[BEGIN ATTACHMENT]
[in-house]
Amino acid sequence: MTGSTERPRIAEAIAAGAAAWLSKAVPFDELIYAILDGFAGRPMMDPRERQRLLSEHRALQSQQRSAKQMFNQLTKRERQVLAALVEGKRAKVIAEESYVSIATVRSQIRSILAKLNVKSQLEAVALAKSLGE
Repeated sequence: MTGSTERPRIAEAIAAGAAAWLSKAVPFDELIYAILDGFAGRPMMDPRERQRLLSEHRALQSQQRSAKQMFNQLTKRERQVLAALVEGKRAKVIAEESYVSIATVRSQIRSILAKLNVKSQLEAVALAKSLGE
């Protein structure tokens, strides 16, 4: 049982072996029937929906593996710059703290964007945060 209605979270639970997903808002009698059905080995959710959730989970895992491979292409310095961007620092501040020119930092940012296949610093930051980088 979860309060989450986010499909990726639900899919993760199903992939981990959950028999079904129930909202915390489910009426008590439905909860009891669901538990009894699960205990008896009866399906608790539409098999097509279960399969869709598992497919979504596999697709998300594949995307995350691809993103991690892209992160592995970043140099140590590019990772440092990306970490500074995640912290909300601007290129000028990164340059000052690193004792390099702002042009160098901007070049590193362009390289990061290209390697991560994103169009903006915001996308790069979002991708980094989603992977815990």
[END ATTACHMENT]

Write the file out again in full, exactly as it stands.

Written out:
[in-house]
Amino acid sequence: MTGSTERPRIAEAIAAGAAAWLSKAVPFDELIYAILDGFAGRPMMDPRERQRLLSEHRALQSQQRSAKQMFNQLTKRERQVLAALVEGKRAKVIAEESYVSIATVRSQIRSILAKLNVKSQLEAVALAKSLGE
Repeated sequence: MTGSTERPRIAEAIAAGAAAWLSKAVPFDELIYAILDGFAGRPMMDPRERQRLLSEHRALQSQQRSAKQMFNQLTKRERQVLAALVEGKRAKVIAEESYVSIATVRSQIRSILAKLNVKSQLEAVALAKSLGE
């Protein structure tokens, strides 16, 4: 049982072996029937929906593996710059703290964007945060 209605979270639970997903808002009698059905080995959710959730989970895992491979292409310095961007620092501040020119930092940012296949610093930051980088 979860309060989450986010499909990726639900899919993760199903992939981990959950028999079904129930909202915390489910009426008590439905909860009891669901538990009894699960205990008896009866399906608790539409098999097509279960399969869709598992497919979504596999697709998300594949995307995350691809993103991690892209992160592995970043140099140590590019990772440092990306970490500074995640912290909300601007290129000028990164340059000052690193004792390099702002042009160098901007070049590193362009390289990061290209390697991560994103169009903006915001996308790069979002991708980094989603992977815990």